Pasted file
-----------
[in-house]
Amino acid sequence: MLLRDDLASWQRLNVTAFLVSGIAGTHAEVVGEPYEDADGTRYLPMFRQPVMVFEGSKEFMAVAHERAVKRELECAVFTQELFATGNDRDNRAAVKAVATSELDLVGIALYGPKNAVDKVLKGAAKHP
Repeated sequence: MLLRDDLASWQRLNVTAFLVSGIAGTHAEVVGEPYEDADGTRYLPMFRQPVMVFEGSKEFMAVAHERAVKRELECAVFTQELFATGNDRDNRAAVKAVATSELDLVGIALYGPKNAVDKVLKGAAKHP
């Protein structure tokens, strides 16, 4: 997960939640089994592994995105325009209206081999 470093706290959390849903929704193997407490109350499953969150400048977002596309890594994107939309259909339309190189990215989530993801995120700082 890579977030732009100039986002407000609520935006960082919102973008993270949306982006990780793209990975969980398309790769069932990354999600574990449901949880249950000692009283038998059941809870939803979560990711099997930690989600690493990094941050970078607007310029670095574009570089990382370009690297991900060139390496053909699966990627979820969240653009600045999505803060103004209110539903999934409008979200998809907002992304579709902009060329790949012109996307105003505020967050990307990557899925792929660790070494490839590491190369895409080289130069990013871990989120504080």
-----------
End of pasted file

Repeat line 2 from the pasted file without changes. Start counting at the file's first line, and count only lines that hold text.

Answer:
Amino acid sequence: MLLRDDLASWQRLNVTAFLVSGIAGTHAEVVGEPYEDADGTRYLPMFRQPVMVFEGSKEFMAVAHERAVKRELECAVFTQELFATGNDRDNRAAVKAVATSELDLVGIALYGPKNAVDKVLKGAAKHP